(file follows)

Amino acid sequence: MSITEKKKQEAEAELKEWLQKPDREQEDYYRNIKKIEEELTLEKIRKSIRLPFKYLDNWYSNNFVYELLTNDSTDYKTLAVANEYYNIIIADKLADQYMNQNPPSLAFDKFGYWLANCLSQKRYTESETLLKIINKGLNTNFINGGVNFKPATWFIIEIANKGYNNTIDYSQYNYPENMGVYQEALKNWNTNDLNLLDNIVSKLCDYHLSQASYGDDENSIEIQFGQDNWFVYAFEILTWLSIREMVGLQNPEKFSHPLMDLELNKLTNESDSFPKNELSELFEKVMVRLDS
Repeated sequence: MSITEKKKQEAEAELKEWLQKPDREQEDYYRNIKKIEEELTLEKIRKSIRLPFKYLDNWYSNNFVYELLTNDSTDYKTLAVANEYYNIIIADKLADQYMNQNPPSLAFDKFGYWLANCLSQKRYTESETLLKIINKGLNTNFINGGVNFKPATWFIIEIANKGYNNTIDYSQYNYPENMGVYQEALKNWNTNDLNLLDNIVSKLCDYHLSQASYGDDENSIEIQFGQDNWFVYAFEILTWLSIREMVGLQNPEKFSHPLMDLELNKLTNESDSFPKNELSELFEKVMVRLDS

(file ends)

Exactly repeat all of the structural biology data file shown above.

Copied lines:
Amino acid sequence: MSITEKKKQEAEAELKEWLQKPDREQEDYYRNIKKIEEELTLEKIRKSIRLPFKYLDNWYSNNFVYELLTNDSTDYKTLAVANEYYNIIIADKLADQYMNQNPPSLAFDKFGYWLANCLSQKRYTESETLLKIINKGLNTNFINGGVNFKPATWFIIEIANKGYNNTIDYSQYNYPENMGVYQEALKNWNTNDLNLLDNIVSKLCDYHLSQASYGDDENSIEIQFGQDNWFVYAFEILTWLSIREMVGLQNPEKFSHPLMDLELNKLTNESDSFPKNELSELFEKVMVRLDS
Repeated sequence: MSITEKKKQEAEAELKEWLQKPDREQEDYYRNIKKIEEELTLEKIRKSIRLPFKYLDNWYSNNFVYELLTNDSTDYKTLAVANEYYNIIIADKLADQYMNQNPPSLAFDKFGYWLANCLSQKRYTESETLLKIINKGLNTNFINGGVNFKPATWFIIEIANKGYNNTIDYSQYNYPENMGVYQEALKNWNTNDLNLLDNIVSKLCDYHLSQASYGDDENSIEIQFGQDNWFVYAFEILTWLSIREMVGLQNPEKFSHPLMDLELNKLTNESDSFPKNELSELFEKVMVRLDS